Every separate temporary structure and each distribution circuit supplying outdoor installations must he provided with its own easily accessible and clearly identified means of isolation.

Equipment must he mounted away from positions which may not be weather-proof. Tent poles are the most obvious place to mount equipment, but are often the weak point in the weather tightness of temporary structures. Switchgear should be mounted in closed cabinets which can only be opened by a key or a tool, but isolators must be always accessible.

Wiring Systems
The types and protection of cables is of particular importance, as is the current carrying capacity. Wherever there is a risk of damage, mechanical protection or armoured cables should be used - trailing flexibles should never exceed 2 m in length to reduce the risk of tripping and of damage to the equipment and terminations. Underground cables should be clearly marked, hearing in mind that structure support pins may be 1 m long. Where a fire alarm is not installed, cables must be of the flame retardant, low smoke type or enclosed in conduit or trunking to prevent the spread of fire. There must be no joints in cables except as a connection into a circuit. Where lurninaires are mounted below 2.5 m (within arm's reach) they must be firmly fixed and carefully sited to reduce danger to people and the possibility of fire. Electric motors must have isolation equipment breaking all poles, and must be provided with adjacent emergency stop systems. Socket outlets are subject to particular abuse by users in these situations. They should:

1. - be adequate in number,

2. - preferably not he floor mounted, but if so, must be mechanically protected and waterproof,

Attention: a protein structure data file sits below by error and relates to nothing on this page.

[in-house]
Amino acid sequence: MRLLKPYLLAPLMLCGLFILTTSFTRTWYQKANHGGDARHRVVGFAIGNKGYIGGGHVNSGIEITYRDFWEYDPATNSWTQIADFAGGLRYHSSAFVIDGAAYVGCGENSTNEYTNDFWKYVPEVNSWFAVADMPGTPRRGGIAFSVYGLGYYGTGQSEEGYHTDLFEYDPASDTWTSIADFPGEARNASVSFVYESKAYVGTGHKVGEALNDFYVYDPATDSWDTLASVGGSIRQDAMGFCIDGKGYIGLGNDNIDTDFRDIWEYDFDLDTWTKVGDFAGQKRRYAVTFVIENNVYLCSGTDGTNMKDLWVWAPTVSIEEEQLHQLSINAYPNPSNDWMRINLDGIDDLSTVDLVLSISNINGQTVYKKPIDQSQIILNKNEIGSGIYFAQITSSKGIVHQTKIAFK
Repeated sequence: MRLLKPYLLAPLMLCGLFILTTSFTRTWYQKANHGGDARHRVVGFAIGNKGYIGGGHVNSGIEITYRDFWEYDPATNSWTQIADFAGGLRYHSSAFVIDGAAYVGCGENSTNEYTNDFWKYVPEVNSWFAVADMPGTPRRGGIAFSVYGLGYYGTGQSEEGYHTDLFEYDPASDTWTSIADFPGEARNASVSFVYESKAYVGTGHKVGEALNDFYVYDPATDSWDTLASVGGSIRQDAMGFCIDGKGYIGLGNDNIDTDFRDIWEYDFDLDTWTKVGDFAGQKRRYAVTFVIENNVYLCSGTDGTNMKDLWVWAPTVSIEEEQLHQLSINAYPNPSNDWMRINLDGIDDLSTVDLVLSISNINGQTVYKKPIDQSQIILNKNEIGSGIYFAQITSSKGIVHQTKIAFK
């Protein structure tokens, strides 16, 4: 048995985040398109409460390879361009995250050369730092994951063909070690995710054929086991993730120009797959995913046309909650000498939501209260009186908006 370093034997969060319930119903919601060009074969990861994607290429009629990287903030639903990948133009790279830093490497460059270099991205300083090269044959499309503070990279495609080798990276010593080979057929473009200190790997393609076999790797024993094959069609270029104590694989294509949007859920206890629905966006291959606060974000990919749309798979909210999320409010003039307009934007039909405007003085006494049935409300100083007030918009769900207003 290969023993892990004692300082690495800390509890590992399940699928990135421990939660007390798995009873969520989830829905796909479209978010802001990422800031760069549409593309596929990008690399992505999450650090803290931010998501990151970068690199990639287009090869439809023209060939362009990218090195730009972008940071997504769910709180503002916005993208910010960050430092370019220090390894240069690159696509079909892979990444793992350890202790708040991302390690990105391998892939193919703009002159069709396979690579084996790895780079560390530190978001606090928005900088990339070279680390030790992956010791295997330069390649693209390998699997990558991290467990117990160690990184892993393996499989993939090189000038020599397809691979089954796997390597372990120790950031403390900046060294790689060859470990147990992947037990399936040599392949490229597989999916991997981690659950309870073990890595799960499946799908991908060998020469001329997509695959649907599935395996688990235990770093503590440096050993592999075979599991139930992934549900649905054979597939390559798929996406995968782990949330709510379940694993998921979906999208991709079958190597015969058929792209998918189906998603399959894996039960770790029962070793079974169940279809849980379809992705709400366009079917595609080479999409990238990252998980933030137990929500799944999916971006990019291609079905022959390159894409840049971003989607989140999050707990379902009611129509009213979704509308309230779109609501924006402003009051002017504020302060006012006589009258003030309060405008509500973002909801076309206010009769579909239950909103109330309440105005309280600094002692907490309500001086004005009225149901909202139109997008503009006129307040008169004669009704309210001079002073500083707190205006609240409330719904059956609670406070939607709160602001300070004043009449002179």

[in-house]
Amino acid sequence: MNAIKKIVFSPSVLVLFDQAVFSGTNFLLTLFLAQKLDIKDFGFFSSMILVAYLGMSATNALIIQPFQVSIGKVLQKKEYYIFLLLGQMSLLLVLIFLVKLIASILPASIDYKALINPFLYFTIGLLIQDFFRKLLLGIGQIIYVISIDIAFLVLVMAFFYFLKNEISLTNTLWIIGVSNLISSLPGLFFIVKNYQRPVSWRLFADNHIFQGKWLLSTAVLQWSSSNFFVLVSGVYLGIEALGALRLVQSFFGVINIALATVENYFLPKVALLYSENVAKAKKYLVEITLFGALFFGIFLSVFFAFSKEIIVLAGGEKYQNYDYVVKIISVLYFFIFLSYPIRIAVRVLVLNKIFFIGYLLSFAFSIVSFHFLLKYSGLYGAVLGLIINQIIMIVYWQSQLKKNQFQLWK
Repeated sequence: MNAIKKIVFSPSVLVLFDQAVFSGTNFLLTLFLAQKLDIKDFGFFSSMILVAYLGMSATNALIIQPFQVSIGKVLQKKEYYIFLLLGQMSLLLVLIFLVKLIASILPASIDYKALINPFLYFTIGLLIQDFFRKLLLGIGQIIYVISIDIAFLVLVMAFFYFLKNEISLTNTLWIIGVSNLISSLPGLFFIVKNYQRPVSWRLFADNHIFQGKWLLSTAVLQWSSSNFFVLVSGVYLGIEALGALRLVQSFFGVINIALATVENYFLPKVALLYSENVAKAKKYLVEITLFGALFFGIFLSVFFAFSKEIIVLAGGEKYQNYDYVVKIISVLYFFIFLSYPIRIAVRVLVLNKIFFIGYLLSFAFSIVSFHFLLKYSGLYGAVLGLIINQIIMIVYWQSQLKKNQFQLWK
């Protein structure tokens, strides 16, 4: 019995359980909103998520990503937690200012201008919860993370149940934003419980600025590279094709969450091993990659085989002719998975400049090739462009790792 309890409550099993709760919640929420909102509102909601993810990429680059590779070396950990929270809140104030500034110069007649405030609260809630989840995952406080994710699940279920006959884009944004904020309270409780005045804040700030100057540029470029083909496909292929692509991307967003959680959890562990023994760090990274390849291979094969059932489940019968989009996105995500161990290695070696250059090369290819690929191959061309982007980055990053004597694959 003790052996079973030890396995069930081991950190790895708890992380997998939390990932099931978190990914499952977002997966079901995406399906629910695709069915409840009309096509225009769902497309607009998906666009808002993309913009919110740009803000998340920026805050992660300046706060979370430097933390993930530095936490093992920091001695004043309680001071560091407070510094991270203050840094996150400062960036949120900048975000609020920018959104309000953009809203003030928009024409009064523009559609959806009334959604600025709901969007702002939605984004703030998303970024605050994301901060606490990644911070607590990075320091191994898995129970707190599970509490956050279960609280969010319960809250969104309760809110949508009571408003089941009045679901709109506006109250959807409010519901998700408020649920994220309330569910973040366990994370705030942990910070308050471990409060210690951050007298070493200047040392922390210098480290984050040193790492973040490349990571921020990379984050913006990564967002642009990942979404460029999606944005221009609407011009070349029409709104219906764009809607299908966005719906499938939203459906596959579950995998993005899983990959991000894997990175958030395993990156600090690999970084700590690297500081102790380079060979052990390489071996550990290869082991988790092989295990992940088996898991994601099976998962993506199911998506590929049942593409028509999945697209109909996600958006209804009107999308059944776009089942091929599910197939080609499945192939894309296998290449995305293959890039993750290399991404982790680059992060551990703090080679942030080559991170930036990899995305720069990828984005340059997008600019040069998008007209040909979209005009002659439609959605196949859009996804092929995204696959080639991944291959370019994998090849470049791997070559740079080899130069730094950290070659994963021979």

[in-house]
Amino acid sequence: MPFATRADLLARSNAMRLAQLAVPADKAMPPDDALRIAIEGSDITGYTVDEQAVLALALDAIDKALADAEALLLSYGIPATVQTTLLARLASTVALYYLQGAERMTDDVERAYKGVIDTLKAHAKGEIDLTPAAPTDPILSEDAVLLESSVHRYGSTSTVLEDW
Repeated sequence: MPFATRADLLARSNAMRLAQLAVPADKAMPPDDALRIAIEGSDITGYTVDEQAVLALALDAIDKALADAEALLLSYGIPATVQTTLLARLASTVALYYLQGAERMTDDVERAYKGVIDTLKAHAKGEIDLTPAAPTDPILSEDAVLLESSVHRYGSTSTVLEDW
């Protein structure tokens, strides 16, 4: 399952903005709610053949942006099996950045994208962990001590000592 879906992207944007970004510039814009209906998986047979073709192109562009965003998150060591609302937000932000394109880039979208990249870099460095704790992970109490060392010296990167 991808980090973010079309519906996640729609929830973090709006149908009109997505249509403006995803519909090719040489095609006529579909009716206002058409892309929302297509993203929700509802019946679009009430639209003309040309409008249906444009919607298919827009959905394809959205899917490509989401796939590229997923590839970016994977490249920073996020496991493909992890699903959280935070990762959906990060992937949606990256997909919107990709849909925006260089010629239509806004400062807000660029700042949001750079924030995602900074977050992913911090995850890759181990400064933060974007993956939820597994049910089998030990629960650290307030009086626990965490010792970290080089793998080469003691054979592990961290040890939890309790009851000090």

3. - have no more than one flexible cable or cord connected to each plug,

4. - never have multiway plug-in adapters connected, and

5. - have no more than one portable trailing block multiway socket connected by means of a
----- flexible cord not exceeding 2 m in length.

Safety systems
Where a generator is used to supply the temporary installation, there must be full earthing using separate earth electrodes. For TN systems, all exposed conductive parts must be bonded back to the generator. Where the exhibition is held in a building, care must be taken to ensure that temporary structures do not impede escape routes. Where an exhibition is constructed out-of-doors, a fire alarm system must be installed to enclosed areas, and emergency lighting must be provided for escape routes.

Inspection and testing
The electrical installations of all stands must be re-tested on site after each assembly. Exhibitors and stall holders must be encouraged to visually check electrical equipment for damage on a daily basis.


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Extracted from The Electricians Guide Fifth Edition
by John Whitfield

Published by EPA Press Click Here to order your Copy.

Click here for list of abbreviations